“Weird Wild World”

The descriptions of all the delectable food in Khorasan, reminiscent of Mediterranean and Indian food, WILL make you hungry. Get a snack, and some good tea, before reading. (Seriously. That’s how immersed you will be in this setting.)

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“The Danger Zone”

If you don’t like Disney’s version of Beauty and the Beast, or you sit firmly in the camp that thinks it’s a film glorifying Stockholm Syndrome, DO NOT READ this book. You’ve been warned.

And here’s my one personal complain. SPOILER: Khalid has sex with Shahrzad the first and second night, when she’s still very much wanting to kill him, and it’s still expected that he will kill her. Later, he says that he hadn’t slept with any of the other wives who came before her. Excuse me? It was the first night! You barely knew her! This never seems to be reconciled. Shahrzard does mention the strangeness of how he’ll have sex with her, but won’t kiss her. She also mentions a detachment during the act itself. This is as far as she goes when thinking over the consummation of their marriage. (When they have sex later, when they’re both decidedly less kill-happy and in love, there is kissing. It’s passionate and shows the contrast to what happened before. Still, I’m not quite content with this facet.) /spoiler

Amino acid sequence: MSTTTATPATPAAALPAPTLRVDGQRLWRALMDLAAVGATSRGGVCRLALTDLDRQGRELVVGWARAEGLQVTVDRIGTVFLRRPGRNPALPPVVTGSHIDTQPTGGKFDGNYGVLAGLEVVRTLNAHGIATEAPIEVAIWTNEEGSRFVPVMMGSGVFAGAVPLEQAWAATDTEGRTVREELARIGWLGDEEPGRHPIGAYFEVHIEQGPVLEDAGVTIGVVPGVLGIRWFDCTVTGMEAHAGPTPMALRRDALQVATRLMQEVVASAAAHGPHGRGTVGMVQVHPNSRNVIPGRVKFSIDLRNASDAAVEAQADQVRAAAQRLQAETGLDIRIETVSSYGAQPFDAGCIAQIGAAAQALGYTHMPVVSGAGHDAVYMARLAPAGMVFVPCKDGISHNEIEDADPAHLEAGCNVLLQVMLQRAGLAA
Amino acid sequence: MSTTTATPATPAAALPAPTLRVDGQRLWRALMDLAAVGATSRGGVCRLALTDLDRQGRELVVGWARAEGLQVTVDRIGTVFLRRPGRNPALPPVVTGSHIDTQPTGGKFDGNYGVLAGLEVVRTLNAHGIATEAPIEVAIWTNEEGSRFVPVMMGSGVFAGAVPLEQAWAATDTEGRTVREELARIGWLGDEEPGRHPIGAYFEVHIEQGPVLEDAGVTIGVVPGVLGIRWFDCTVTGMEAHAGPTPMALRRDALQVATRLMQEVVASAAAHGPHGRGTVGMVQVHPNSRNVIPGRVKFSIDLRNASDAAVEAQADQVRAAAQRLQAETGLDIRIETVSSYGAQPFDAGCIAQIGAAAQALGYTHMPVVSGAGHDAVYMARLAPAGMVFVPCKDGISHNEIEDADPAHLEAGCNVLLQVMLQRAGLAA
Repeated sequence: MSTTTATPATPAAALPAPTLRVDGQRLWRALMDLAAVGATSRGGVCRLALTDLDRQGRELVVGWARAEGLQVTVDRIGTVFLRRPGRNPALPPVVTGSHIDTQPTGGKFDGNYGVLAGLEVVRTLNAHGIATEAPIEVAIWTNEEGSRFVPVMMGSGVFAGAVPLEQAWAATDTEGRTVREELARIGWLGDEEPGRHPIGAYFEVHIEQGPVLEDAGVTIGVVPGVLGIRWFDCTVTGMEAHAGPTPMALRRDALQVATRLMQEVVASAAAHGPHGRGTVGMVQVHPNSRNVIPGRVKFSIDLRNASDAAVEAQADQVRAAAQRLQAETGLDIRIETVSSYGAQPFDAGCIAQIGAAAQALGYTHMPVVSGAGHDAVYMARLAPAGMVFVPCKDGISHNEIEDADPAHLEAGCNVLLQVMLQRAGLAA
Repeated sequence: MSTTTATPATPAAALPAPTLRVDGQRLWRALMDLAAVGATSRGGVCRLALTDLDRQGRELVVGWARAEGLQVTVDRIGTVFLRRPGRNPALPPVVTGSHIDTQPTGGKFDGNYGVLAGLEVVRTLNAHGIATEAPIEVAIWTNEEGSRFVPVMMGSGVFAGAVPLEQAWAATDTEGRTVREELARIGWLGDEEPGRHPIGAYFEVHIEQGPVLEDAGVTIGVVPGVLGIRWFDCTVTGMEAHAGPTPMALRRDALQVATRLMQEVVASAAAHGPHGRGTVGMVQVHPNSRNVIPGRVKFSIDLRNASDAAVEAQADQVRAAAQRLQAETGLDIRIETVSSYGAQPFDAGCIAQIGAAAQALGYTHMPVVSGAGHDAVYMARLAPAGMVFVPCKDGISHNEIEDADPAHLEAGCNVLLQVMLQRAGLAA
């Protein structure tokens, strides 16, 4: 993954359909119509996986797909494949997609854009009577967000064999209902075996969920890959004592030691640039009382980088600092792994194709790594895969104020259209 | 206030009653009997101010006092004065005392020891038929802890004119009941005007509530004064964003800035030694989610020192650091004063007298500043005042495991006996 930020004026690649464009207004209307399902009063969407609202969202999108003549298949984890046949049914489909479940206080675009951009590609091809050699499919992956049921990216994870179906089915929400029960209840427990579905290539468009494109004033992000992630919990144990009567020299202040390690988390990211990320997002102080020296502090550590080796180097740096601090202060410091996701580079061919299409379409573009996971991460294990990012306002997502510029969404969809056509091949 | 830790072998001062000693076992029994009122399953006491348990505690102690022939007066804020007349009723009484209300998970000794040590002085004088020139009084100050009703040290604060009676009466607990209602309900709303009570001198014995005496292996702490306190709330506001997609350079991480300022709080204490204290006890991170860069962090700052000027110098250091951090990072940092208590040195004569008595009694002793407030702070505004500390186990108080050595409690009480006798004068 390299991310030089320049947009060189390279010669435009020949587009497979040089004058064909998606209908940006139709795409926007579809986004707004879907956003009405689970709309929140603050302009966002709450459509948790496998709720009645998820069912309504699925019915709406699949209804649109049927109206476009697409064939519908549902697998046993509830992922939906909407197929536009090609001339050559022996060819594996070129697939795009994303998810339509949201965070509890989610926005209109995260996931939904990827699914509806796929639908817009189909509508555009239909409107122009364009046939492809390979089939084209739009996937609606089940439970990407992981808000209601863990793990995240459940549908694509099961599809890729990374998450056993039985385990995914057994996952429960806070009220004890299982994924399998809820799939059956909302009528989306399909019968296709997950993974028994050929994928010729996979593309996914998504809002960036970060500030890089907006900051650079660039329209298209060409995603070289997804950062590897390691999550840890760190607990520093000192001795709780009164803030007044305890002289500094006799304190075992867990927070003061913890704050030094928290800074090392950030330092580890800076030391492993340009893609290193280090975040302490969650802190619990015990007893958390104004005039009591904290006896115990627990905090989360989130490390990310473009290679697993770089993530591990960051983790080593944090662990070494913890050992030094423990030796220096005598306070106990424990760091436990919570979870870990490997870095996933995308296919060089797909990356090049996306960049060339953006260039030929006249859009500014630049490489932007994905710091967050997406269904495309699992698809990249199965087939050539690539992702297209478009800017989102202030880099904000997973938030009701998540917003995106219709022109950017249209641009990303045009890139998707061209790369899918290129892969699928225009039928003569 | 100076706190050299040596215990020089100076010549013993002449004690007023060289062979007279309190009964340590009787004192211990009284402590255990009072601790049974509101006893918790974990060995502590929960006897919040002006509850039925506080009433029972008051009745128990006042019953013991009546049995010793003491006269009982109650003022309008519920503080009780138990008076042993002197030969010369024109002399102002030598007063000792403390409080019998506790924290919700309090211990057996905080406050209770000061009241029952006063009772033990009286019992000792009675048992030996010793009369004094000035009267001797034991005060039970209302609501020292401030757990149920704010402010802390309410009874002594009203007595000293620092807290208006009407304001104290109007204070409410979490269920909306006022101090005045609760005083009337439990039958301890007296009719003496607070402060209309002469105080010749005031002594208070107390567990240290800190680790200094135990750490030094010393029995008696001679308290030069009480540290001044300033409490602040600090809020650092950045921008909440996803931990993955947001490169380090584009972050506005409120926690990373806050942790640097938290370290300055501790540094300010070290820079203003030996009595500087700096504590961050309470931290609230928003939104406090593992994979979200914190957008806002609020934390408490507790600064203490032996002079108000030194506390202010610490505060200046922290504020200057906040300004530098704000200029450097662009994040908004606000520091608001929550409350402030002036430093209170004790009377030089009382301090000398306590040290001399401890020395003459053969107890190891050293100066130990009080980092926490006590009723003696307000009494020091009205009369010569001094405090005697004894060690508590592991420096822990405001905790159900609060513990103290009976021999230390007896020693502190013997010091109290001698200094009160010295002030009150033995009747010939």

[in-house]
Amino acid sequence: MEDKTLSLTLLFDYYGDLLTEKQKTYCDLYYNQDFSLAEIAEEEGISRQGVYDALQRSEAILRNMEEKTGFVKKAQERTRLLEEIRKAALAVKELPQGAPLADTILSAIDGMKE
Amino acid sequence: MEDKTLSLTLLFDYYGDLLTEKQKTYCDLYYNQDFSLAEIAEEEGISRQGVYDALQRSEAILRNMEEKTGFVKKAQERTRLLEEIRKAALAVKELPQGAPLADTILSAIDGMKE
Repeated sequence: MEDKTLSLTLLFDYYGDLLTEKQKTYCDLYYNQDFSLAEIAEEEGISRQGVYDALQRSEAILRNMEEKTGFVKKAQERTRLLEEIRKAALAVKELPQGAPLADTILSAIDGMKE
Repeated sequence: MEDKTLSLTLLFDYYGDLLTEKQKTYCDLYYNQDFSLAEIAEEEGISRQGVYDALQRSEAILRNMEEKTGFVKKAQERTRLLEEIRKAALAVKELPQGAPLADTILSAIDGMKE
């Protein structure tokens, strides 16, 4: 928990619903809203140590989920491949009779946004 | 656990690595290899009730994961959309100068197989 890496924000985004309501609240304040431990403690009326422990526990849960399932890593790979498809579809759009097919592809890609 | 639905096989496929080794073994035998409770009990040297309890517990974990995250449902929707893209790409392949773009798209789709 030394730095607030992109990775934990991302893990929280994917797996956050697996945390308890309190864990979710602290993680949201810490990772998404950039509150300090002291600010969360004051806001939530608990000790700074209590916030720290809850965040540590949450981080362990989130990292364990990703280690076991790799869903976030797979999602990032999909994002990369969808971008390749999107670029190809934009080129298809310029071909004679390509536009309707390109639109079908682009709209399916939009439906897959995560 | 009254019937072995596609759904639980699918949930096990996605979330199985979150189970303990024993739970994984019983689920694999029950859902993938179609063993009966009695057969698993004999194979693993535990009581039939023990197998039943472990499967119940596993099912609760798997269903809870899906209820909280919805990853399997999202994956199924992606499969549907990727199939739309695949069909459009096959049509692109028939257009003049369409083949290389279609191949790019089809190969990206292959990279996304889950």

“Reread/Shelve/Box/Lend”

Reread! Unless you already have the sequel on hand, in which case, plow right through! Either way, I’m going to argue for rereading anyways, just to be able to return to Khorasan!

 

“Quick Quotes”

  • “A shared history does not entitle you to a future, my friend.”
  • “Get up, Shahrzad al-Khayzuran. You kneel before no one. Least of all me.”

And this one SLAYED me:

  • “What are you doing to me, you plague of a girl?” he whispered.
    “If I’m a plague, then you should keep your distance, unless you plan on being destroyed.” The weapons still in her grasp, she shoved against his chest.
    “No.” His hands dropped to her waist. “Destroy me.”

 

“IYLTRT (If You Like This, Read This)”

CINDER – the first book in the Lunar Chronicles. It’s also set in/inspired by a currently uncommon setting in YA fiction, and it’s a retelling of Cinderella. (Do it, do it, do it!)

 

Happy readings!